To Lower Childhood Obesity, Don’t Sugarcoat the Facts about Sweet Drinks

Supported by the Irving Institute.

April 30, 2019

A new study at Columbia University suggests that giving mothers plain facts about the health risks of consuming sugary drinks during pregnancy

Jennifer Woo Baidal, MD, MPH (CUIMC)
Jennifer Woo Baidal, MD, MPH (CUIMC)

and early childhood may offer a new strategy to reduce childhood obesity.

The study was published in the journal Academic Pediatrics.

Why It’s Important

Obesity affects approximately 18% of children in the United States. Recent studies show that obesity is growing fastest among young children between the ages of 2 and 5 years.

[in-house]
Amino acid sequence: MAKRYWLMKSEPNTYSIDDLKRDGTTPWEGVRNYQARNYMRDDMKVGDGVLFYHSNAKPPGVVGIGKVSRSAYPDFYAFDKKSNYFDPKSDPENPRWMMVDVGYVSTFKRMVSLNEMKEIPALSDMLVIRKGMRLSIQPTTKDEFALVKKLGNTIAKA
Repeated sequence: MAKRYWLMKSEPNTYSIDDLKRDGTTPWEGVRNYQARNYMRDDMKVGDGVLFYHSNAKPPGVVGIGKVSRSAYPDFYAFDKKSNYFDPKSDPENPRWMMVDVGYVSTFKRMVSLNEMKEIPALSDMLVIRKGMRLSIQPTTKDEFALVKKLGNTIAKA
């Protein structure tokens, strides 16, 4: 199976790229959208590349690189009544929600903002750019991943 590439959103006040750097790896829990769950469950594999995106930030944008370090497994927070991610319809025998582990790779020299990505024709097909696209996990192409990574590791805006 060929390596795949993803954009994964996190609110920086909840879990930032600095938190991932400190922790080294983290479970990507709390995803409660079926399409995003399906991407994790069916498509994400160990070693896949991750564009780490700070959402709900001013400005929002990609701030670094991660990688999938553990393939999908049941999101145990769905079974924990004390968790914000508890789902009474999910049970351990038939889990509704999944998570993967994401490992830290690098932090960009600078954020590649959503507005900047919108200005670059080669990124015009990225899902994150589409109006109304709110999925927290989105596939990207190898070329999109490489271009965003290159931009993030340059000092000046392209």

“Emerging evidence suggests that regular consumption of sugary beverages, either by the mother during pregnancy or by the child before age 2, may increase a child’s risk of obesity later in childhood,” says the study’s lead author, Jennifer Woo Baidal, MD, MPH, assistant professor of pediatrics at Columbia University Vagelos College of Physicians and Surgeons. 

A recent study found that sugary drinks may be marketed more heavily toward low-income children and teens.

Read the full story. 


General Medicine, Medical School, Obstetrics-Gynecology, Campus News, Pediatrics, Public Health, Research